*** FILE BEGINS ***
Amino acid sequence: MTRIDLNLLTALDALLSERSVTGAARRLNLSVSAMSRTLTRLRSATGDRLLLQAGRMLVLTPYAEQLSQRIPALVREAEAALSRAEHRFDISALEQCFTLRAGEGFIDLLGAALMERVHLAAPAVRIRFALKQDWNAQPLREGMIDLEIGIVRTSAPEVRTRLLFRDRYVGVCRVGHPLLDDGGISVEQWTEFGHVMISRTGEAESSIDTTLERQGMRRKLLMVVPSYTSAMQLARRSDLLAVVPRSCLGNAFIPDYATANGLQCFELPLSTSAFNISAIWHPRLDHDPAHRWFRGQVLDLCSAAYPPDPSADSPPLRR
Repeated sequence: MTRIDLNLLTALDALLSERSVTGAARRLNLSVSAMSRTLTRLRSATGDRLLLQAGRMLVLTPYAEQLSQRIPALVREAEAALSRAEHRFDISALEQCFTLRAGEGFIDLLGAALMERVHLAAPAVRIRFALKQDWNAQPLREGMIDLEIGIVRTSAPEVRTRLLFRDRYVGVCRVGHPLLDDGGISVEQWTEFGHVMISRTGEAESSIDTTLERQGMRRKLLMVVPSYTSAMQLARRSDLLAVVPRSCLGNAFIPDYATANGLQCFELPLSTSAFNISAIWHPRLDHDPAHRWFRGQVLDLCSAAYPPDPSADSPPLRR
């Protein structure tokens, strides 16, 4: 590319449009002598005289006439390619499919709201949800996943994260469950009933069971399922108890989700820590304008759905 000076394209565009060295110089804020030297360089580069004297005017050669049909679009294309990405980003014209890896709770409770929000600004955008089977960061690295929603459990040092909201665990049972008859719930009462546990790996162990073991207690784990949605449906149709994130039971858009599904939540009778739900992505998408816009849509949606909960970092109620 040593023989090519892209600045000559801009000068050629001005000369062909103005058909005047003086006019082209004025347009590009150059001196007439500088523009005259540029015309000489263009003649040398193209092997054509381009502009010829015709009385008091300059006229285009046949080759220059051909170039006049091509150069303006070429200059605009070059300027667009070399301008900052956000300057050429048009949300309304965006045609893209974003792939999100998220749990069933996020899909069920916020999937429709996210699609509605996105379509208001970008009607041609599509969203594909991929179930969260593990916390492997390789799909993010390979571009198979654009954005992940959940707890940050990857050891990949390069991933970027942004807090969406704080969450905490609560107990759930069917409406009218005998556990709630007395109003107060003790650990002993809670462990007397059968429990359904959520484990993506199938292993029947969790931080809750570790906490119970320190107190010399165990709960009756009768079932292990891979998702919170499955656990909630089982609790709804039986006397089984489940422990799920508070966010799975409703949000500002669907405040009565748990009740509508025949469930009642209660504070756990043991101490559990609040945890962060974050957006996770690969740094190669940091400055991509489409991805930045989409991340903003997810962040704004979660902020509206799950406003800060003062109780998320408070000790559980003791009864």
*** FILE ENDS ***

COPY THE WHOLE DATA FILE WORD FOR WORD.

Amino acid sequence: MTRIDLNLLTALDALLSERSVTGAARRLNLSVSAMSRTLTRLRSATGDRLLLQAGRMLVLTPYAEQLSQRIPALVREAEAALSRAEHRFDISALEQCFTLRAGEGFIDLLGAALMERVHLAAPAVRIRFALKQDWNAQPLREGMIDLEIGIVRTSAPEVRTRLLFRDRYVGVCRVGHPLLDDGGISVEQWTEFGHVMISRTGEAESSIDTTLERQGMRRKLLMVVPSYTSAMQLARRSDLLAVVPRSCLGNAFIPDYATANGLQCFELPLSTSAFNISAIWHPRLDHDPAHRWFRGQVLDLCSAAYPPDPSADSPPLRR
Repeated sequence: MTRIDLNLLTALDALLSERSVTGAARRLNLSVSAMSRTLTRLRSATGDRLLLQAGRMLVLTPYAEQLSQRIPALVREAEAALSRAEHRFDISALEQCFTLRAGEGFIDLLGAALMERVHLAAPAVRIRFALKQDWNAQPLREGMIDLEIGIVRTSAPEVRTRLLFRDRYVGVCRVGHPLLDDGGISVEQWTEFGHVMISRTGEAESSIDTTLERQGMRRKLLMVVPSYTSAMQLARRSDLLAVVPRSCLGNAFIPDYATANGLQCFELPLSTSAFNISAIWHPRLDHDPAHRWFRGQVLDLCSAAYPPDPSADSPPLRR
């Protein structure tokens, strides 16, 4: 590319449009002598005289006439390619499919709201949800996943994260469950009933069971399922108890989700820590304008759905 000076394209565009060295110089804020030297360089580069004297005017050669049909679009294309990405980003014209890896709770409770929000600004955008089977960061690295929603459990040092909201665990049972008859719930009462546990790996162990073991207690784990949605449906149709994130039971858009599904939540009778739900992505998408816009849509949606909960970092109620 040593023989090519892209600045000559801009000068050629001005000369062909103005058909005047003086006019082209004025347009590009150059001196007439500088523009005259540029015309000489263009003649040398193209092997054509381009502009010829015709009385008091300059006229285009046949080759220059051909170039006049091509150069303006070429200059605009070059300027667009070399301008900052956000300057050429048009949300309304965006045609893209974003792939999100998220749990069933996020899909069920916020999937429709996210699609509605996105379509208001970008009607041609599509969203594909991929179930969260593990916390492997390789799909993010390979571009198979654009954005992940959940707890940050990857050891990949390069991933970027942004807090969406704080969450905490609560107990759930069917409406009218005998556990709630007395109003107060003790650990002993809670462990007397059968429990359904959520484990993506199938292993029947969790931080809750570790906490119970320190107190010399165990709960009756009768079932292990891979998702919170499955656990909630089982609790709804039986006397089984489940422990799920508070966010799975409703949000500002669907405040009565748990009740509508025949469930009642209660504070756990043991101490559990609040945890962060974050957006996770690969740094190669940091400055991509489409991805930045989409991340903003997810962040704004979660902020509206799950406003800060003062109780998320408070000790559980003791009864």